THE PAINTED DRESS

I. 1986

After careful cutting, it's not easy
to join each jewel-hued piece
of velvet Richard brushed in strokes
like the feathers that showered the foyer

when his bird called Baby Jesus flew
into the ceiling fan. Blue and green,
those fronds floated to the floor.
Although I know the steps, the streaks

of gold and green and fuchsia block
my needle's passage through his canvas.
Holding my breath, I squint and push
each stitch into the painted fabric.

His AIDS-weak hands could not fasten
the buttons I cover in taffeta,
the same that wraps the neckline piping
which recalls hospital tubes.

Before my work is finished, Richard
leaves. I grieve his death in silence,
fingers stitching. But when at last
I dance alone in the dress we made
together, I praise his life and let him go.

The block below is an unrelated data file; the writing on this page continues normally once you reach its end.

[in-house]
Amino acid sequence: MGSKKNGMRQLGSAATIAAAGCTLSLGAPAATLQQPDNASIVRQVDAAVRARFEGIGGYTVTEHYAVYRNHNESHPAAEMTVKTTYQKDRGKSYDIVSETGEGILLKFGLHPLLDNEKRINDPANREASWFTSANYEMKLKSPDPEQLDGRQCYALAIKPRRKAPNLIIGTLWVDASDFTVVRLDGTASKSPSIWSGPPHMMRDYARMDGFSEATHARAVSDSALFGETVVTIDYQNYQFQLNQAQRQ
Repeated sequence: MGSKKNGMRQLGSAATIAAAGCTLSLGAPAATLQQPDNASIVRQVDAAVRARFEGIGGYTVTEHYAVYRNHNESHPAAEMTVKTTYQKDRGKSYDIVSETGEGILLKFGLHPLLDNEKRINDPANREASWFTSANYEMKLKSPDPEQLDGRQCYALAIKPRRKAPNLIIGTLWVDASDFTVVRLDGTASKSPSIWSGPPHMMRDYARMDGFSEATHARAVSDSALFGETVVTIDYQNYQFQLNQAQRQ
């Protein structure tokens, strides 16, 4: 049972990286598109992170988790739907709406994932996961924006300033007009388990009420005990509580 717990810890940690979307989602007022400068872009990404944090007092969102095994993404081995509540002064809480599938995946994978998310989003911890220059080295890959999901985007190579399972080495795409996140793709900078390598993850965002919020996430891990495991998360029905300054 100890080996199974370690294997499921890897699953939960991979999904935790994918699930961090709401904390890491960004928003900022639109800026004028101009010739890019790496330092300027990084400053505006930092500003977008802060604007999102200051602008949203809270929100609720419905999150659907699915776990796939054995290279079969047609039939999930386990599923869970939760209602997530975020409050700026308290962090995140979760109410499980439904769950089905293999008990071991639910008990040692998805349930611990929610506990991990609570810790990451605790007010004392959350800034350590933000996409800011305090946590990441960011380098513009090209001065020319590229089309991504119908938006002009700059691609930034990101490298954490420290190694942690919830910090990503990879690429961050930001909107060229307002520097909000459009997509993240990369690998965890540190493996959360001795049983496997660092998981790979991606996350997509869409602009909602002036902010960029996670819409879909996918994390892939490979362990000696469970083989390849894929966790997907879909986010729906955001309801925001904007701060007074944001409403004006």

II. 1991

A folded quilt rests on the ballroom floor.
I grasp one point and lift to open
the crease. With others I repeat
the gesture: we move in a unison ballet,

our stockinged feet stepping lightly
until the twelve-foot square blooms full.
One by one, the sections spread
their lives across the room, a gala sprawl,

and, wishful, I fancy my dress among them.
His name sparkles silver on the fuchsia
satin I bind our design to, stitching
the very skirt in one last dancing flare.

Like scattered confetti, cut buttons tack
the batting in, one dots his i,
and purple embroidery floss tells
the years Richard colored our lives.

In a Quaker quilt-square hall, we pledge
new panels. Reading the names, a voice
proudly calls out Richard: I hold
it high, my dress turned one piece
among many, then lay the tribute down.

(c)Margaret J. Tinsley